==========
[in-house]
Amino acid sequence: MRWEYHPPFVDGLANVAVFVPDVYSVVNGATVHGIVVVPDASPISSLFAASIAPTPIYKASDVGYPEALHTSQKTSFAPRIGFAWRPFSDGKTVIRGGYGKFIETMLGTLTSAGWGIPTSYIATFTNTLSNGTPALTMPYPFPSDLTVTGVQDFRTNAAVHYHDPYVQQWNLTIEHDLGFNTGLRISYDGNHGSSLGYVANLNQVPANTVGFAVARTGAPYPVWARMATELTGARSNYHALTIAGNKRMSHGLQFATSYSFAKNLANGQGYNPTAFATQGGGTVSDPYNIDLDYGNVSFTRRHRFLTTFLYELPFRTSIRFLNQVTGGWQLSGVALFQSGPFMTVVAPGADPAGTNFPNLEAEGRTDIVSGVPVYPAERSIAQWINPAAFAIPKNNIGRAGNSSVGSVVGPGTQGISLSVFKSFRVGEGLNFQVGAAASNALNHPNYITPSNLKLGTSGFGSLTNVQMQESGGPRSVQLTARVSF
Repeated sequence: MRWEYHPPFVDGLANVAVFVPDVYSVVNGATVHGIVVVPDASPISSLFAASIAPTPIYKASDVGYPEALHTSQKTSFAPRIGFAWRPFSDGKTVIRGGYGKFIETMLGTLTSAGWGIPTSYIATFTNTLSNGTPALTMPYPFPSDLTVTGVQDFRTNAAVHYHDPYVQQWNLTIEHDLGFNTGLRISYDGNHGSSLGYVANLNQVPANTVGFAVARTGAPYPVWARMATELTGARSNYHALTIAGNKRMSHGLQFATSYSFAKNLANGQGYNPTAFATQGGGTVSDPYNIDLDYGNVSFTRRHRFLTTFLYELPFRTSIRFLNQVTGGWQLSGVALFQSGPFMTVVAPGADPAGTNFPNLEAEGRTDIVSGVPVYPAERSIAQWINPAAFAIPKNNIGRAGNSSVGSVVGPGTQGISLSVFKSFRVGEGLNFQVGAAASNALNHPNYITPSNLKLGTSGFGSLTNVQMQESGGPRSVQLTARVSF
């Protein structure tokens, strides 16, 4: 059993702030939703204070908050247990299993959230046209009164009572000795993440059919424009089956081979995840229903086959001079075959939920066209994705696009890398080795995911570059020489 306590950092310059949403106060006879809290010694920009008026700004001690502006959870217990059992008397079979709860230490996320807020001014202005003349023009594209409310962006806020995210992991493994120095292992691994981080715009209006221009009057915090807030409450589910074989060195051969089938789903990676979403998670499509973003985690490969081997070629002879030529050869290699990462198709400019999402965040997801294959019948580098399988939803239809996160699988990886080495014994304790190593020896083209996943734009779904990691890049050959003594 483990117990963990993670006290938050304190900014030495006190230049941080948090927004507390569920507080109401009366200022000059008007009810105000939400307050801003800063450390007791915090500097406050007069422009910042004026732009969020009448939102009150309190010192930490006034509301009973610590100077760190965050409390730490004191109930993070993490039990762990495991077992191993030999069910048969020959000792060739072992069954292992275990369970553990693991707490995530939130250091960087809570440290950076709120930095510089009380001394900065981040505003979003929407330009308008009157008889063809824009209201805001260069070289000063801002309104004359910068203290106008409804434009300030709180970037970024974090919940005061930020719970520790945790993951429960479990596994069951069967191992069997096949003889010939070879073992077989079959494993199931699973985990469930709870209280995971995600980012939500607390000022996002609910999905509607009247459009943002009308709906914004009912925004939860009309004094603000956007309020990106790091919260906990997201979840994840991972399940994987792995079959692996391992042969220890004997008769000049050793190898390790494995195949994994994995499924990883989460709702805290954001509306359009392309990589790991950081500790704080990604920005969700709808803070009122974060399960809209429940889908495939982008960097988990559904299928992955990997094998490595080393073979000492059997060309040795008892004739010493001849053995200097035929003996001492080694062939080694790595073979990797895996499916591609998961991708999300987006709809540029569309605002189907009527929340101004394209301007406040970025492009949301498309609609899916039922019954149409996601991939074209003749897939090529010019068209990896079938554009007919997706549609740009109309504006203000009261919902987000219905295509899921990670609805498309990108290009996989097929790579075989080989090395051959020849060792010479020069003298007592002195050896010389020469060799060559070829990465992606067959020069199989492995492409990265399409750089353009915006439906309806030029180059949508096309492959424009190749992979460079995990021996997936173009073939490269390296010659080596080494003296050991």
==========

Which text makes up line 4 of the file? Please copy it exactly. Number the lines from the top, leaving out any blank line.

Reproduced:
């Protein structure tokens, strides 16, 4: 059993702030939703204070908050247990299993959230046209009164009572000795993440059919424009089956081979995840229903086959001079075959939920066209994705696009890398080795995911570059020489 306590950092310059949403106060006879809290010694920009008026700004001690502006959870217990059992008397079979709860230490996320807020001014202005003349023009594209409310962006806020995210992991493994120095292992691994981080715009209006221009009057915090807030409450589910074989060195051969089938789903990676979403998670499509973003985690490969081997070629002879030529050869290699990462198709400019999402965040997801294959019948580098399988939803239809996160699988990886080495014994304790190593020896083209996943734009779904990691890049050959003594 483990117990963990993670006290938050304190900014030495006190230049941080948090927004507390569920507080109401009366200022000059008007009810105000939400307050801003800063450390007791915090500097406050007069422009910042004026732009969020009448939102009150309190010192930490006034509301009973610590100077760190965050409390730490004191109930993070993490039990762990495991077992191993030999069910048969020959000792060739072992069954292992275990369970553990693991707490995530939130250091960087809570440290950076709120930095510089009380001394900065981040505003979003929407330009308008009157008889063809824009209201805001260069070289000063801002309104004359910068203290106008409804434009300030709180970037970024974090919940005061930020719970520790945790993951429960479990596994069951069967191992069997096949003889010939070879073992077989079959494993199931699973985990469930709870209280995971995600980012939500607390000022996002609910999905509607009247459009943002009308709906914004009912925004939860009309004094603000956007309020990106790091919260906990997201979840994840991972399940994987792995079959692996391992042969220890004997008769000049050793190898390790494995195949994994994995499924990883989460709702805290954001509306359009392309990589790991950081500790704080990604920005969700709808803070009122974060399960809209429940889908495939982008960097988990559904299928992955990997094998490595080393073979000492059997060309040795008892004739010493001849053995200097035929003996001492080694062939080694790595073979990797895996499916591609998961991708999300987006709809540029569309605002189907009527929340101004394209301007406040970025492009949301498309609609899916039922019954149409996601991939074209003749897939090529010019068209990896079938554009007919997706549609740009109309504006203000009261919902987000219905295509899921990670609805498309990108290009996989097929790579075989080989090395051959020849060792010479020069003298007592002195050896010389020469060799060559070829990465992606067959020069199989492995492409990265399409750089353009915006439906309806030029180059949508096309492959424009190749992979460079995990021996997936173009073939490269390296010659080596080494003296050991």